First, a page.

Downpatrick in 1837
DOWNPATRICK, the assize town of the county of Down, in Ireland, distant from Dublin 73 Irish or 93 English miles; situated in the barony of Lecale, one mile to the south of the Quoil river, which opens into the south-western angle of Strangford Loch about four miles to the east. Downpatrick is the seat of a bishopric, and returns a member to the imperial parliament. Constituency, 525.
The boundaries of the borough embrace an extent of 1,486 statute acres, containing 897 houses, of which 237 are thatched and 660 are slated: of the latter 285 are estimated to be worth £10 per annum.
Downpatrick takes its name from St. Patrick, who is stated in many ancient records to have been buried here. Before his time the place was called Rath Keltair and Dun-da-leth-glass, from an earthen fortification, the ruins of which still cover a considerable space, and present an imposing appearance on the north-west of the town.
On the conquest of Ulster by the English in 1177, De Courcy made Downpatrick his head-quarters, and it continued in the hands of the English until about the time of the rebellion of Shane O'Neill, in 1567, when it fell into the hands of the Irish, but was retaken by Sir Richard Morrison soon after.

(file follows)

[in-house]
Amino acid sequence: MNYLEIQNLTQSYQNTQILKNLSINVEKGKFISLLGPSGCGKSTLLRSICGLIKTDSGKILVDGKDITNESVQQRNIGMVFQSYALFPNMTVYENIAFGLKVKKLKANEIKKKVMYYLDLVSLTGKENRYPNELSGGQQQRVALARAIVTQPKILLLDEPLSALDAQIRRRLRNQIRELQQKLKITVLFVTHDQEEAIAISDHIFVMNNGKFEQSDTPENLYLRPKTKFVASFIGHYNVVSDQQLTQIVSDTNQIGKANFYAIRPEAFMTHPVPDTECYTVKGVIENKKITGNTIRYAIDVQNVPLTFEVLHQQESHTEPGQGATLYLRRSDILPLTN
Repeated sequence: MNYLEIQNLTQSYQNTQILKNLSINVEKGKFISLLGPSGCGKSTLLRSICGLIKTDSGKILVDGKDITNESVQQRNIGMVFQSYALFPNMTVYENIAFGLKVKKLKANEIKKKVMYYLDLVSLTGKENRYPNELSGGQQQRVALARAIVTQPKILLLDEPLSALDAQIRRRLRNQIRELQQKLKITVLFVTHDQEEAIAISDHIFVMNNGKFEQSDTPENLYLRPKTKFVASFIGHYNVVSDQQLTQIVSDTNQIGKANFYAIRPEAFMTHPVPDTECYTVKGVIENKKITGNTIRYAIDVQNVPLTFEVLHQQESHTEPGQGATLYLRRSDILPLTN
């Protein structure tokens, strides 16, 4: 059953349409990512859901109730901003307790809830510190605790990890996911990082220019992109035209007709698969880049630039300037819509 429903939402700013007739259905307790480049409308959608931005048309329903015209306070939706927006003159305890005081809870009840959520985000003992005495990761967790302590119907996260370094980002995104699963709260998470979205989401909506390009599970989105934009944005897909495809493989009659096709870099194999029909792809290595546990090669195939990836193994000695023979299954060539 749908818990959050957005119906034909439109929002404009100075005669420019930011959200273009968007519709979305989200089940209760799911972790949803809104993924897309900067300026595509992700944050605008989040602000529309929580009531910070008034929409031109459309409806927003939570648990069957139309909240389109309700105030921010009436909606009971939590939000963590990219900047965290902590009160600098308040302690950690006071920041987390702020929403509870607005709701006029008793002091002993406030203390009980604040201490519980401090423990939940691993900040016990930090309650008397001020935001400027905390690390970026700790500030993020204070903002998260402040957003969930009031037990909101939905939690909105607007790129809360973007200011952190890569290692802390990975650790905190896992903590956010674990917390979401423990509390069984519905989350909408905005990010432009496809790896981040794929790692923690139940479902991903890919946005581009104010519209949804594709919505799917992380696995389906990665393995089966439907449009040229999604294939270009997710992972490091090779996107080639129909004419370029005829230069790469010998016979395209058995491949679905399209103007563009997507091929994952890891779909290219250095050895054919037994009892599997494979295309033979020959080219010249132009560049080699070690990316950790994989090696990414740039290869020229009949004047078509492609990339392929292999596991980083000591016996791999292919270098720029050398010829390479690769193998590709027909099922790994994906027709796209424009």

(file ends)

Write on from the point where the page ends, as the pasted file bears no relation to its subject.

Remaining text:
The town is pleasantly situated in a rich, undulating country, surrounded by hills. There is a good court-house, a ruined cathedral, one church, two Roman Catholic churches, a Presbyterian meeting-house, a Methodist meeting-house, and a good market-house and gaol.
An hospital was founded here about 1740, by Mr. Southwell, for the reception of decayed tenants. The provisions of the Paving and Lighting Act were put in force here in 1829, since which time the town has been lighted with oil: expense, about £360 per annum.
There are branches of the northern banking company and of the provincial bank of Ireland at Downpatrick.
There are ten schools with small endowments within the deanery; a diocesan school, to which the bishop and clergy subscribe £90 per annum; and a gaol school supported by the county; besides a male and female school, supported by Lady Harriet Forde, and twenty-four other schools: total number of young persons under instruction, 897 males and 462 females.
Population in 1821, 4,123; in 1831, 4,784.